Big Republican donor Jeff Yass owned stock in merger partner Trump Media

Jeff Yass, the billionaire Wall Street financier and Republican megadonor who is a major investor in TikTok's parent company, was also the largest institutional shareholder in the shell company that recently merged with the former president's social media company Donald J. Trump.

A December regulatory filing showed that Mr. Yass's trading company, Susquehanna International Group, owned about 2% of Digital World Acquisition Corp., which merged with Trump Media & Technology Group on Friday. That stake, of about 605,000 shares, was worth about $22 million based on the latest closing price of Digital World stock.

It's unclear whether Susquehanna still holds these shares, because large investors only disclose their holdings to regulators periodically. But if it retains its stake, Mr. Yass's company would become one of Trump Media's largest institutional shareholders when it begins trading this week after the merger.

Shares of Digital World have surged about 140% this year as the merger with the parent company of Truth Social, Mr. Trump's social media platform, moved closer and Mr. Trump became the presumptive Republican nominee for president. presidency.

“Susquehanna is a market maker and has no economic interest in Trump Media,” the company said in a statement. “The company’s long position is offset by similarly sized short positions.”

Regulatory filings show the company used compensating securities to try to minimize its gains or losses on the stocks.

The company's statement did not say whether the company still has a stake in Digital World, or the relationship between Mr. Yass and Mr. Trump.

Mr. Yass has been in the news recently for several reasons. A major contributor to Republican candidates and political action committees that support libertarian and conservative causes, including the Club for Growth, Mr. Yass' company is also a significant shareholder in ByteDance, TikTok's parent company. American investment firms Susquehanna, BlackRock and General Atlantic, among others, own 60% of ByteDance.

This month, the House passed a bill aimed at forcing ByteDance to sell TikTok, the Chinese-controlled social media company.

THE Club for Growth sought to pressure congressional Republicans to oppose any attempt to ban TikTok if it was still controlled by China, and Mr. Yass helped the conservative organization fund that effort. (The Growth Club had opposed Mr. Trump's re-election campaign, but seems to have reconciled with him.)

Mr. Trump had supported banning TikTok in the United States, but recently reversed his position. A few weeks ago, he admitted to having a brief meeting with Mr. Yass — identified in a 2022 Wall Street Journal column as a “never Trumper” – but said the two never discussed TikTok.

A person close to Mr. Trump's campaign said Mr. Yass was expected to make a large donation to a group supporting the former president's political campaign. Mr. Yass said through a spokesman that he had never given to Mr. Trump and had no plans to do so.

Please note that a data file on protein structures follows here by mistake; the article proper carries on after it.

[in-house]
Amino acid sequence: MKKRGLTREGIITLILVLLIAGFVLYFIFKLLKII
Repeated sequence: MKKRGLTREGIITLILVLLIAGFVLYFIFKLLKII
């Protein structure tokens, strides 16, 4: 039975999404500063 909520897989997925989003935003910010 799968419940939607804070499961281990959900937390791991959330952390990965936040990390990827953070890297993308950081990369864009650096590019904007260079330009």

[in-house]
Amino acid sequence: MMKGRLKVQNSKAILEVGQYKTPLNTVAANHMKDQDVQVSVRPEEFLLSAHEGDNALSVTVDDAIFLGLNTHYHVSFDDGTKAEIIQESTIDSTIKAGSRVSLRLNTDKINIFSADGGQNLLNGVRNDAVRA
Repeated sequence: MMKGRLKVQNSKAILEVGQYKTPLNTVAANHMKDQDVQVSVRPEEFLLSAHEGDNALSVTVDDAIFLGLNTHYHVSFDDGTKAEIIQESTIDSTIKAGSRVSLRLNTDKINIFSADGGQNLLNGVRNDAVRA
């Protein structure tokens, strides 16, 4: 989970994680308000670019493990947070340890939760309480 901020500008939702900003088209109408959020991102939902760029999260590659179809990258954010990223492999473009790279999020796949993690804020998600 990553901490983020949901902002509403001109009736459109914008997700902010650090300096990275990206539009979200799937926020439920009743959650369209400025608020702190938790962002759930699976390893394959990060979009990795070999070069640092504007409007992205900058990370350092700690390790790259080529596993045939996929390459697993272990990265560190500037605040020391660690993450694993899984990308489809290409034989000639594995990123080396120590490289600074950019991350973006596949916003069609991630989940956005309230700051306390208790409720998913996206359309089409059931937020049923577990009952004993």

Susquehanna, which facilitates trades in thousands of stocks using mathematical models, isn't the only company that can make money on Digital World. In February, Digital World revealed that it had raised $50 million from a group of institutional investors to cover merger-related expenses. Investors lent the company money that can be converted into shares. Investors in the transaction have not yet been disclosed.

In total, hedge funds and trading firms owned about 5% of Digital World's 30 million outstanding shares at the end of last year. The vast majority of Digital World's roughly 400,000 shareholders are individual investors, many of whom are supporters of Mr. Trump.

The surge in Digital World's stock price this year has driven up the value of Mr. Trump's 79 million-share stake in Trump Media by billions of dollars. Mr. Trump is also being issued a class of stock that will give him at least 55% voting rights on all shareholder actions.

The merger was finalized just before Mr. Trump's Monday deadline to obtain bail covering a $454 million fine imposed by a judge in a civil fraud case.

The former president's Trump Media shares could provide him with a financial lifeline to raise the cash needed to secure bail. But to do that, he needs all seven members of Trump Media's board to remove a restriction that prevents him from selling stock or using stock as collateral for a bond for the next six months.

The board includes Mr. Trump's eldest son, Donald Jr., and three former members of his administration: Kash Patel, who was chief of staff to Mr. Trump's acting defense secretary; former U.S. trade representative Robert Lighthizer; and Linda McMahon, former administrator of the Small Business Administration.

Ms. McMahon is chairing a major fundraiser for Mr. Trump scheduled for April 6 in Palm Beach, Fla., according to a copy of the invitation. The event is co-hosted by John Paulson, the billionaire investor, and is chaired by a number of Wall Street financiers. Mr. Yass is not mentioned among them.

Maggie Haberman reports contributed.

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